Turns out we’ve all vastly overemphasized the getting-stronger-and-faster part of being fit. The real secret to optimal performance is taking care of yourself—starting with getting a better night’s sleep.
Safeguard Your Sleep
Sleep is important—we know this. Don’t get enough and we’re prone to being crabby, becoming sick, and underperforming as athletes. Worse, we now know that catching up on rest isn’t really possible. “If you lose sleep one night, there is a chance you can recover that deficit with one good night’s sleep,” says Holden MacRae, a sleep specialist and professor of sports medicine at Pepperdine University. “But if it’s more than one night, you will have lost that sleep for good—you’ve already done the damage.” For athletes, better Z’s starts with three basic steps:
Adopt a Kindergartner’s Bedtime
The number-one thing you can do to maximize the health benefits of sleep, no matter how much you’re getting, is go to bed earlier—a lot earlier. “That old adage about every hour you sleep before midnight being worth two after midnight is true,” says MacRae. The reason? No matter when you go to bed, the closer it is to sunrise, the more likely you are to have dream-heavy REM sleep, which is less restorative. MacRae
recommends a bedtime that ensures you’re asleep by around 9:30 P.M., pointing to research that suggests hitting the sack earlier is much more important than the total number of hours you’re out. “There is no good science that says we must have seven to eight hours,” says MacRae. “Getting quality deep sleep and limiting the number of sleep interruptions is much more important.”
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Skip the Evening Intervals
Regular intense exercise absolutely promotes better sleep—but only if you’re doing it at least three to five hours before bedtime. “Hard training always causes your nervous system to react stronger to stimulus,” says MacRae, “which will make it that much more difficult to fall asleep.”
Choose Z’s Over Reps
If you’re suffering from a serious sleep deficit, it’s often best to temporarily cut workouts altogether. “There is no benefit from the training anyway,”
MacRae explains. “You’re in a hole, as they say, and you don’t have the capacity to respond to that added stress.” Getting back to a healthy place requires the discipline to refrain from any physical exertion, even a long hike or bike ride with friends.
How to Design a DIY Massage
Sports-performance coach Christa Pryor works with everyone from Olympians to NBA players, developing programs that speed recovery and prevent injuries. Among the most common prescriptions she gives to her clients are DIY massages designed to keep muscles supple and joints loose. Her methods have athletes using their own body weight and motion to apply pressure where it’s needed most. Here, she describes how amateurs can tide themselves over until that next deluxe rub-down with four movements that require only a firm ball (like a racquetball or lacrosse ball) and foam roller. “Even if you do only one of these a day, it will help the entire body decompress,” Pryor says.
Tight Spot: IT Band
Good For: Runners
Why: “A tight IT band makes you vulnerable to knee tracking issues, foot pain, and over-pronation,” Pryor says. “Keeping it loose will relieve pressure of the hip, knee, and ankle.”
The Move: Roll your IT band (along your outer thigh) on a soft foam roller from the base of the hip to the knee. Once you hit a tight spot, hold the pressure there, exhale into the tension, and bend your knee, moving your heel toward your butt several times. With your knee still bent, move your foot toward the ceiling and then down to the floor several times.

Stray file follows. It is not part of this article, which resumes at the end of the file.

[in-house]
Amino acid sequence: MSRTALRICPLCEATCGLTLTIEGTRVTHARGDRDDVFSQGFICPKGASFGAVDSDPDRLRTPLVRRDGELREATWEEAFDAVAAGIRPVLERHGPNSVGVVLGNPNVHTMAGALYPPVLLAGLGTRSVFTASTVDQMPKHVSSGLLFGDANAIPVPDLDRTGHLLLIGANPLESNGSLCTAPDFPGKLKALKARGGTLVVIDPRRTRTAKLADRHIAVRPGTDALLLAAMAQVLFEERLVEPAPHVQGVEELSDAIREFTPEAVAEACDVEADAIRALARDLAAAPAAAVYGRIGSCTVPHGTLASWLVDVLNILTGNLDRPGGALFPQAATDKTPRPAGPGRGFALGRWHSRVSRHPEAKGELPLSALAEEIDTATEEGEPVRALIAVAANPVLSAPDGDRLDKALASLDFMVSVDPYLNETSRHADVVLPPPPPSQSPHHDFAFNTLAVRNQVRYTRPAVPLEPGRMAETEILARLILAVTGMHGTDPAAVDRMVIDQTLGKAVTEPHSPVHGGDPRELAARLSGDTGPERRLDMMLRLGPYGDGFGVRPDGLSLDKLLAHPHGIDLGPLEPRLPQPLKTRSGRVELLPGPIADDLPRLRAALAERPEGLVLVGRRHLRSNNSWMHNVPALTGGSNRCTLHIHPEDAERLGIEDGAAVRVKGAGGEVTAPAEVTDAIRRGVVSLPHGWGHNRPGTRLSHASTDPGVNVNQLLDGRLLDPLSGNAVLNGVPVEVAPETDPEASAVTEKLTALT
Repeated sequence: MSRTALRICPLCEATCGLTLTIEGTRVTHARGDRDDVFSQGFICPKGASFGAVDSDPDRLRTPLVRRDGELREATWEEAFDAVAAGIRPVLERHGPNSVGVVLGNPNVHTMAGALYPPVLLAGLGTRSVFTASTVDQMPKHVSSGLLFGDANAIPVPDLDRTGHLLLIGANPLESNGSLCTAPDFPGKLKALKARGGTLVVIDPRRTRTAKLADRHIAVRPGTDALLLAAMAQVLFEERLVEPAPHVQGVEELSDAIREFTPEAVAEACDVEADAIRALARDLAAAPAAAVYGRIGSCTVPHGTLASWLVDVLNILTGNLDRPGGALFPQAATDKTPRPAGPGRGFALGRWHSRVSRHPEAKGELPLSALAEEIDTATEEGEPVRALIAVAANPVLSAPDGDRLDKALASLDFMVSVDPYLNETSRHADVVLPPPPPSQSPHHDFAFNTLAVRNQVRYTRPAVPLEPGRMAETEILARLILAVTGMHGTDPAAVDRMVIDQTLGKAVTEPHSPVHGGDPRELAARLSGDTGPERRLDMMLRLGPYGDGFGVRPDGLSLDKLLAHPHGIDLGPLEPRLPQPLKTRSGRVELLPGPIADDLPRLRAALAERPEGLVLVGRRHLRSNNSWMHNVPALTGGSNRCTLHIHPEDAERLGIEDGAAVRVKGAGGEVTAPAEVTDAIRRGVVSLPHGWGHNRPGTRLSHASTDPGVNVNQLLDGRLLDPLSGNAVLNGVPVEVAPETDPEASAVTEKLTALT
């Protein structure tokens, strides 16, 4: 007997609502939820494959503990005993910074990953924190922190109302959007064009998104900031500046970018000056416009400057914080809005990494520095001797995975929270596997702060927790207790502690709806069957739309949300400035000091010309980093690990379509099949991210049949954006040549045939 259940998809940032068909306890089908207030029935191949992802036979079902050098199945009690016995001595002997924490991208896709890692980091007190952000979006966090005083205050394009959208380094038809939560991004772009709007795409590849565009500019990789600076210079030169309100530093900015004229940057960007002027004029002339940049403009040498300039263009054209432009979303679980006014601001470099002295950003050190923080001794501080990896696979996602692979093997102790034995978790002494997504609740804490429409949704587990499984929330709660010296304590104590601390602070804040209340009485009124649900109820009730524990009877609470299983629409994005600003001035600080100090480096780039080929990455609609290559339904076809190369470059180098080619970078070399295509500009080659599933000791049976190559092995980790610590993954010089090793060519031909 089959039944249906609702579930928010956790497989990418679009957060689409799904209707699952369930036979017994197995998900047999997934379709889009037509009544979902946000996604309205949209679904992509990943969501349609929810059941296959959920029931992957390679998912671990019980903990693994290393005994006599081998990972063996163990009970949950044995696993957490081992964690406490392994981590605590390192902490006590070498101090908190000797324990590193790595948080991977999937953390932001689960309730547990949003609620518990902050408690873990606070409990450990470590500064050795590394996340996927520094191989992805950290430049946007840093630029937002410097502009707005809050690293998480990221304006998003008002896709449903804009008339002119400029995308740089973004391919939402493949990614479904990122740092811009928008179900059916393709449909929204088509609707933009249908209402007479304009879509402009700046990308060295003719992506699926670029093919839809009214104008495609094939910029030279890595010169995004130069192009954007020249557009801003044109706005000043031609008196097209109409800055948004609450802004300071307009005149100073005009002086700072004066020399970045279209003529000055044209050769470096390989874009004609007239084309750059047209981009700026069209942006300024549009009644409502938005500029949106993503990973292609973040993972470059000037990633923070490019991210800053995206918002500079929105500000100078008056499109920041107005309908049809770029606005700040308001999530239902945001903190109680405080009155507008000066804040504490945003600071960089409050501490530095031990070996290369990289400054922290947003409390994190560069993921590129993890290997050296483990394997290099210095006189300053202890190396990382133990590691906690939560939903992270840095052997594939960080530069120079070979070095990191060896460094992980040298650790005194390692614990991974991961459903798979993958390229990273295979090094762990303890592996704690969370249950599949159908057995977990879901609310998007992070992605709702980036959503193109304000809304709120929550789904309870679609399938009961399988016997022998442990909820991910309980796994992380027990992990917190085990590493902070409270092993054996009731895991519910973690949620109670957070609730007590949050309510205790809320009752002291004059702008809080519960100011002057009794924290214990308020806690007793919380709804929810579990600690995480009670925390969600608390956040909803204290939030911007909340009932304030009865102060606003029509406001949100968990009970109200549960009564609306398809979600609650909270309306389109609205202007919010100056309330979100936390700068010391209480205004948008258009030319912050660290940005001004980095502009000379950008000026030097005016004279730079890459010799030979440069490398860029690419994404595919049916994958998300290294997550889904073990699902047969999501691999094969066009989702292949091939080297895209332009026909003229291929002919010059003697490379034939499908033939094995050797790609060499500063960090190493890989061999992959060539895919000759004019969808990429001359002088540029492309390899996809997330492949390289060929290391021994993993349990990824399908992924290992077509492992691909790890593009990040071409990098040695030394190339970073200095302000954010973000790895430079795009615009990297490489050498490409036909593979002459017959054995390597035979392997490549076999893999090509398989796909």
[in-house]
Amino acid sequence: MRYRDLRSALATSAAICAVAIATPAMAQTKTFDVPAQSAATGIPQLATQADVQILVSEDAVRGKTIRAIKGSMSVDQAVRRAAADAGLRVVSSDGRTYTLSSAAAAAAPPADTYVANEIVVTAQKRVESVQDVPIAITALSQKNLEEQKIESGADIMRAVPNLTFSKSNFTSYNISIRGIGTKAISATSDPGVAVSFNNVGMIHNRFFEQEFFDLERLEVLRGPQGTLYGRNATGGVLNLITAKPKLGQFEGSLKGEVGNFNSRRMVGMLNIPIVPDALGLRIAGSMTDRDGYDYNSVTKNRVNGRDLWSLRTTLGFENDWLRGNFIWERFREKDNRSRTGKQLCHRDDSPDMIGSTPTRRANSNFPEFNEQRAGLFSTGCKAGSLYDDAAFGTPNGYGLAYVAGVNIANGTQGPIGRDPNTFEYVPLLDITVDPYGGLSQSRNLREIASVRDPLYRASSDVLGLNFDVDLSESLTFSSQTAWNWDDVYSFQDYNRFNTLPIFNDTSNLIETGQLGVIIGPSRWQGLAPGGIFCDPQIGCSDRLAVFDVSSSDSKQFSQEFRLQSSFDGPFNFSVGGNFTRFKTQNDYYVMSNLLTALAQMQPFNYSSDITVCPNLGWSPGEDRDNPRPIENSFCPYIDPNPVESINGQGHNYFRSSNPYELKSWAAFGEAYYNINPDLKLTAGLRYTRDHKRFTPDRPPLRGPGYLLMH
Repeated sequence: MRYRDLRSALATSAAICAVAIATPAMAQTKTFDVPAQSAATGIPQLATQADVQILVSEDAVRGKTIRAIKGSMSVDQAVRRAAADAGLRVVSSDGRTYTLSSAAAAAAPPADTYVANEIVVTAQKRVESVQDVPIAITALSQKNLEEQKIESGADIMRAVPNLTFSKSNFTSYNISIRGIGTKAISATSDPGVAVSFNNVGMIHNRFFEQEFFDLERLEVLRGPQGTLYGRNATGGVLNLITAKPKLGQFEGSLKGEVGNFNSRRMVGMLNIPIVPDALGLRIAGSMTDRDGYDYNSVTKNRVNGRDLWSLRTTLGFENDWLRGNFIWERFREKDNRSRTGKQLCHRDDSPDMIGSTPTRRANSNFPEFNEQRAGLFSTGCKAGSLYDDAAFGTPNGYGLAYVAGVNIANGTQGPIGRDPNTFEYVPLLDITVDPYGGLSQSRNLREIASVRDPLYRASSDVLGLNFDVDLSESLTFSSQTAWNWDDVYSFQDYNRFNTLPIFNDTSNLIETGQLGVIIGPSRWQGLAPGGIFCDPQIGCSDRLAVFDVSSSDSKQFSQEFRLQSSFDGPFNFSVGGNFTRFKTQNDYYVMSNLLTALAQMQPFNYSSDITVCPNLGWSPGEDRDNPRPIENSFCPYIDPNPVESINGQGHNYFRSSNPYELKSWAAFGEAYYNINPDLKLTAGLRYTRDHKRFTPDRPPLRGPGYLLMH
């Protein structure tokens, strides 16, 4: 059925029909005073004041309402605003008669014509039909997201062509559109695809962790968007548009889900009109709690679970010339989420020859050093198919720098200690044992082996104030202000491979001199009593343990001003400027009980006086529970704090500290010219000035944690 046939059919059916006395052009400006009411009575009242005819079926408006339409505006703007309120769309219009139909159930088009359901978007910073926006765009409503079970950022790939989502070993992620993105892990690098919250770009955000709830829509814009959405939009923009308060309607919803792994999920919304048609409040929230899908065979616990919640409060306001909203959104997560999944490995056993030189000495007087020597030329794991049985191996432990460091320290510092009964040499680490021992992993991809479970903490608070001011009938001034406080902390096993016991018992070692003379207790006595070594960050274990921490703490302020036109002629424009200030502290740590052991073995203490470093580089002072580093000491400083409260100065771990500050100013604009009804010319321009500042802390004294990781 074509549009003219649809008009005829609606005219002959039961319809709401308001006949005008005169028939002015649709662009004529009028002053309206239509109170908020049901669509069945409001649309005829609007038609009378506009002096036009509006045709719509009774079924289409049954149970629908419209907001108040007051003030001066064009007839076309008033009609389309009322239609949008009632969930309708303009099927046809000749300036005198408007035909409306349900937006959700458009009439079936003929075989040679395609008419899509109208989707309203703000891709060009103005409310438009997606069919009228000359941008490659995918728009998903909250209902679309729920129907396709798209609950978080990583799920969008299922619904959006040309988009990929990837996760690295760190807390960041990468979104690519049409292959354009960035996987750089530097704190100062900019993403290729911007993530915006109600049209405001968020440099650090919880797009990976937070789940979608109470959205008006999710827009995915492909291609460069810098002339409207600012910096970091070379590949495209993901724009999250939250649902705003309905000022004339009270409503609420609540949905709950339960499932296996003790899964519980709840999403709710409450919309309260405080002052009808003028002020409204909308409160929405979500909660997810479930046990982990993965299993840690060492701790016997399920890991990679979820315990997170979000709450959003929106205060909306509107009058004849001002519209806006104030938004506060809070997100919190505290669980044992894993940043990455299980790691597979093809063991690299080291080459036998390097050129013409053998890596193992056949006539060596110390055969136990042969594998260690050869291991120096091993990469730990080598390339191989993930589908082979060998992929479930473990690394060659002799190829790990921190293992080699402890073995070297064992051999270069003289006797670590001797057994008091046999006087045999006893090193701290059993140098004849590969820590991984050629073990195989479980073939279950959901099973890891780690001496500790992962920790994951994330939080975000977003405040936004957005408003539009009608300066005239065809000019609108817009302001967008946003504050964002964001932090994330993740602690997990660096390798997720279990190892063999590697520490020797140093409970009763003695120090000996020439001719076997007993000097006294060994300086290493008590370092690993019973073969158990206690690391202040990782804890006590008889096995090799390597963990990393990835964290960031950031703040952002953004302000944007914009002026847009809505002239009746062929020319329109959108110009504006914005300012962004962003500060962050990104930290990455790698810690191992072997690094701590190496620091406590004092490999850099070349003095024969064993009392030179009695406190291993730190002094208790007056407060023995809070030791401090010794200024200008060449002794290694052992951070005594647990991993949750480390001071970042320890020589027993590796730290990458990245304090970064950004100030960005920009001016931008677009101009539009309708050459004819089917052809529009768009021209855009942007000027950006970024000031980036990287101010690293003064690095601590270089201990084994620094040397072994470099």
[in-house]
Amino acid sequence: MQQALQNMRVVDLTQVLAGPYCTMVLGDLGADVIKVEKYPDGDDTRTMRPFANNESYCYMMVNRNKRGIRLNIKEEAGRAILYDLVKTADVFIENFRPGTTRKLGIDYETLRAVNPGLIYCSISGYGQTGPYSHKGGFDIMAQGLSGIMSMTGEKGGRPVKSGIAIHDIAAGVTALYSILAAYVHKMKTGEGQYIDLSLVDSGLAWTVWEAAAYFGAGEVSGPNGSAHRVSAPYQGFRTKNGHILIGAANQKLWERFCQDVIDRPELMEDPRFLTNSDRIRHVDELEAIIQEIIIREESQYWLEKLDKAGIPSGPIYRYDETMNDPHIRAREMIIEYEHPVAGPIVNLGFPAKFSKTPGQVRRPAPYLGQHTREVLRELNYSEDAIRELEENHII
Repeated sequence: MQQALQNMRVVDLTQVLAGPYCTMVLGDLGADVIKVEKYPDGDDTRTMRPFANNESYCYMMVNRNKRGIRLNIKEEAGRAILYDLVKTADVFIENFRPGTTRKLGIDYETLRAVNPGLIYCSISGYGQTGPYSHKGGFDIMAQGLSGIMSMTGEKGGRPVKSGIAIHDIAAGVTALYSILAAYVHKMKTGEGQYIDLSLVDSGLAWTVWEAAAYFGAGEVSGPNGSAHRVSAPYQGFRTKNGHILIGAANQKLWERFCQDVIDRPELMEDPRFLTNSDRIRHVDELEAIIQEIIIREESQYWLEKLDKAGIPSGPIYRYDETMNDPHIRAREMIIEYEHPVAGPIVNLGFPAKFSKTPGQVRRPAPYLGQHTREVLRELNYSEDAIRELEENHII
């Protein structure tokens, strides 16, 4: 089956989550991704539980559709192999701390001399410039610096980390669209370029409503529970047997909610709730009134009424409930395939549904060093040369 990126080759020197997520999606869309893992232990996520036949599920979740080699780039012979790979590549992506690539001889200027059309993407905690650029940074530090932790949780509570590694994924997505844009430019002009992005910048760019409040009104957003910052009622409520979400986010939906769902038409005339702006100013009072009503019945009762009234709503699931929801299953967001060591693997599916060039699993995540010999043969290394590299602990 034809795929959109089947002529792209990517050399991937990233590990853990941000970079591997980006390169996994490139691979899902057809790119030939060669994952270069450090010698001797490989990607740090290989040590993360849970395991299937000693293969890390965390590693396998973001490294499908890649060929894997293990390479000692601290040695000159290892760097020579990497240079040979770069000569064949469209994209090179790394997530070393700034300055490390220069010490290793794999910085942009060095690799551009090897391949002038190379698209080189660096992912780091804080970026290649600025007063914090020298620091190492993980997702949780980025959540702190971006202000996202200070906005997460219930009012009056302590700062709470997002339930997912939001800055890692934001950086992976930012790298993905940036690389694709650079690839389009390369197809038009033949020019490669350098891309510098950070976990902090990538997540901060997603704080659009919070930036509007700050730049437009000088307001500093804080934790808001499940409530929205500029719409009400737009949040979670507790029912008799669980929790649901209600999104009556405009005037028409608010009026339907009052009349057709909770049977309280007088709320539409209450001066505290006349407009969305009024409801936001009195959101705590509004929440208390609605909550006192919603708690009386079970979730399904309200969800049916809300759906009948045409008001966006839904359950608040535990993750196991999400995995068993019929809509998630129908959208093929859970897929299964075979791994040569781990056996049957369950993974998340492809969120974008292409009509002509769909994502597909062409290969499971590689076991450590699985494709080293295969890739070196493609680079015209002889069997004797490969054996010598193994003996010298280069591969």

Tight Spot: Neck
Good For: Climbers, cyclists, smartphone addicts
Why: “When there’s tension at the base of your neural center, it inhibits the speed of all the signals running out to the rest of your body,” says Pryor. “It’s like having an interruption in your brain’s Wi-Fi connection.”
The Move: Lying on your back, with your knees raised to keep your spine flat, place a firm ball at the base of your skull, where it meets your neck. Nod, keeping your neck long, and rotate your head side to side. Move the ball into spots that feel especially tight and repeat.
Tight Spot: Hip Flexors
Good For: Cyclists, skiers
Why: “Cyclists are constantly in hip flexion—they never get full extension of their legs—and skiers are always in a crouch,” says Pryor. “By moving the knee as you roll here, you’re elongating the quad and helping your whole body release tension.”
The Move: Facing down, with elbows on the floor, roll the front of your leg on a foam roller from the base of the hip to the knee. Once you find a tender point, exhale into the tension and pull your heel to your glute several times. With your leg up and heel pointed to the ceiling, sweep your lower leg side to side like a windshield wiper.
Tight Spot: Feet
Good For: Everyone
Why: “There are more motor neurons in the foot than anywhere else in the body,” says Pryor. “So one way to release pressure everywhere is to target the foot.”
The Move: Stand with your feet shoulder width apart, and position a ball under your foot at the top of the arch and the base of the pad. With hands on hips, tick-tock your waist from side to side several times. Step the non-ball foot forward 18 inches, and do hip circles in both directions. Switch feet and repeat.
Make Friends with Bugs
To fuel their training or race efforts, many athletes rely on staple meals, snacks, and supplements that have worked for them in the past. But while developing a dependable diet can seem like a competitive advantage, a reliance on the same sources of energy over long periods can diminish the functioning of your whole digestive system by limiting the diversity of healthy gut bacteria. “One of the hidden dangers of an athlete’s diet is that you often don’t have a very wide variety of bugs,” says Teri Tom, a dietitian who works with top professional boxers like Manny Pacquiao and Amir Kahn. “This is especially true if you consume a lot of powders or travel frequently for competitions and stick to the same foods to avoid getting sick.” Tom’s advice: eat a varied diet when you can and follow these guidelines.